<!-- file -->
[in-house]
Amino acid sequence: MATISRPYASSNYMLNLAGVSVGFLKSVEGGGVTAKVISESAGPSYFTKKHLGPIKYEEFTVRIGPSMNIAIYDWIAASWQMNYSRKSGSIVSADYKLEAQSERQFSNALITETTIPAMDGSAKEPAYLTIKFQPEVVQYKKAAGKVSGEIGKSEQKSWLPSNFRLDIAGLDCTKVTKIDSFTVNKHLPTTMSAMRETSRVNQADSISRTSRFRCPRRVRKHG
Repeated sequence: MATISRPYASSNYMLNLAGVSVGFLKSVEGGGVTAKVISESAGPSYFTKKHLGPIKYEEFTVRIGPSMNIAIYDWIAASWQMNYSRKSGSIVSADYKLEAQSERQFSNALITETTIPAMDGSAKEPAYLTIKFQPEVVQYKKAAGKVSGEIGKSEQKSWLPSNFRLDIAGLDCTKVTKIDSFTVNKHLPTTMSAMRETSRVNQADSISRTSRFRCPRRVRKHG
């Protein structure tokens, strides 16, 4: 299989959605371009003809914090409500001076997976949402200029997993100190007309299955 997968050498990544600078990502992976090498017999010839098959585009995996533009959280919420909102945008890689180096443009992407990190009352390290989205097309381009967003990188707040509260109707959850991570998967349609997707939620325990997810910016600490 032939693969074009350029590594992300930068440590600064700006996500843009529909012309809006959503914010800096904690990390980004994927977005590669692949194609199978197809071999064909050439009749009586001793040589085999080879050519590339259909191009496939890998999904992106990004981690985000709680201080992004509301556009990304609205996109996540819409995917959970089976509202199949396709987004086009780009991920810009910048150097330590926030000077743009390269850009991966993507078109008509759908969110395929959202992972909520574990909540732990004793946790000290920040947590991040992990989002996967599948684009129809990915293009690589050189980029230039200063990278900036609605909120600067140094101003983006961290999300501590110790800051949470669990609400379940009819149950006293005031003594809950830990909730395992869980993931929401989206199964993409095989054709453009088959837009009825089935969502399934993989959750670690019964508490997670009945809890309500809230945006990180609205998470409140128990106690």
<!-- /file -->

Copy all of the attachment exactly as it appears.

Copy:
[in-house]
Amino acid sequence: MATISRPYASSNYMLNLAGVSVGFLKSVEGGGVTAKVISESAGPSYFTKKHLGPIKYEEFTVRIGPSMNIAIYDWIAASWQMNYSRKSGSIVSADYKLEAQSERQFSNALITETTIPAMDGSAKEPAYLTIKFQPEVVQYKKAAGKVSGEIGKSEQKSWLPSNFRLDIAGLDCTKVTKIDSFTVNKHLPTTMSAMRETSRVNQADSISRTSRFRCPRRVRKHG
Repeated sequence: MATISRPYASSNYMLNLAGVSVGFLKSVEGGGVTAKVISESAGPSYFTKKHLGPIKYEEFTVRIGPSMNIAIYDWIAASWQMNYSRKSGSIVSADYKLEAQSERQFSNALITETTIPAMDGSAKEPAYLTIKFQPEVVQYKKAAGKVSGEIGKSEQKSWLPSNFRLDIAGLDCTKVTKIDSFTVNKHLPTTMSAMRETSRVNQADSISRTSRFRCPRRVRKHG
């Protein structure tokens, strides 16, 4: 299989959605371009003809914090409500001076997976949402200029997993100190007309299955 997968050498990544600078990502992976090498017999010839098959585009995996533009959280919420909102945008890689180096443009992407990190009352390290989205097309381009967003990188707040509260109707959850991570998967349609997707939620325990997810910016600490 032939693969074009350029590594992300930068440590600064700006996500843009529909012309809006959503914010800096904690990390980004994927977005590669692949194609199978197809071999064909050439009749009586001793040589085999080879050519590339259909191009496939890998999904992106990004981690985000709680201080992004509301556009990304609205996109996540819409995917959970089976509202199949396709987004086009780009991920810009910048150097330590926030000077743009390269850009991966993507078109008509759908969110395929959202992972909520574990909540732990004793946790000290920040947590991040992990989002996967599948684009129809990915293009690589050189980029230039200063990278900036609605909120600067140094101003983006961290999300501590110790800051949470669990609400379940009819149950006293005031003594809950830990909730395992869980993931929401989206199964993409095989054709453009088959837009009825089935969502399934993989959750670690019964508490997670009945809890309500809230945006990180609205998470409140128990106690």